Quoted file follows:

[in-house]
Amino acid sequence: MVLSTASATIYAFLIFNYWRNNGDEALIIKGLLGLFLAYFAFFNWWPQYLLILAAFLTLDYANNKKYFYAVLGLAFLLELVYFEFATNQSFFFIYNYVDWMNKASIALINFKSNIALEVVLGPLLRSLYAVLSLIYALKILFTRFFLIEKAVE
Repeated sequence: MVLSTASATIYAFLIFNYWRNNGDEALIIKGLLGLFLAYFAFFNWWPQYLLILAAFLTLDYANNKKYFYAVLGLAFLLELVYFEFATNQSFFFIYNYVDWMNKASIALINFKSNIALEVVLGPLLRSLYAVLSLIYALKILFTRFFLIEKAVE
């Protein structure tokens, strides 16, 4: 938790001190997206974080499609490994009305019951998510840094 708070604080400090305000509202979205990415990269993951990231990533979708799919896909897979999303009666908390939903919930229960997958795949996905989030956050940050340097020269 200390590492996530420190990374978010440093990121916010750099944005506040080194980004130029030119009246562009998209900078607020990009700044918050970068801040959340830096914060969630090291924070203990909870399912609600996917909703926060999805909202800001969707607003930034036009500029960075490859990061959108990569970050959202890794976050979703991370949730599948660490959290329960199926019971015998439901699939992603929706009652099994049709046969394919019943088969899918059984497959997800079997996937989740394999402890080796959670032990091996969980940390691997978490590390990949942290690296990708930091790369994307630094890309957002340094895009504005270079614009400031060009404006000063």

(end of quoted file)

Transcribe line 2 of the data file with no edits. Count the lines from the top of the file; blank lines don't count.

Amino acid sequence: MVLSTASATIYAFLIFNYWRNNGDEALIIKGLLGLFLAYFAFFNWWPQYLLILAAFLTLDYANNKKYFYAVLGLAFLLELVYFEFATNQSFFFIYNYVDWMNKASIALINFKSNIALEVVLGPLLRSLYAVLSLIYALKILFTRFFLIEKAVE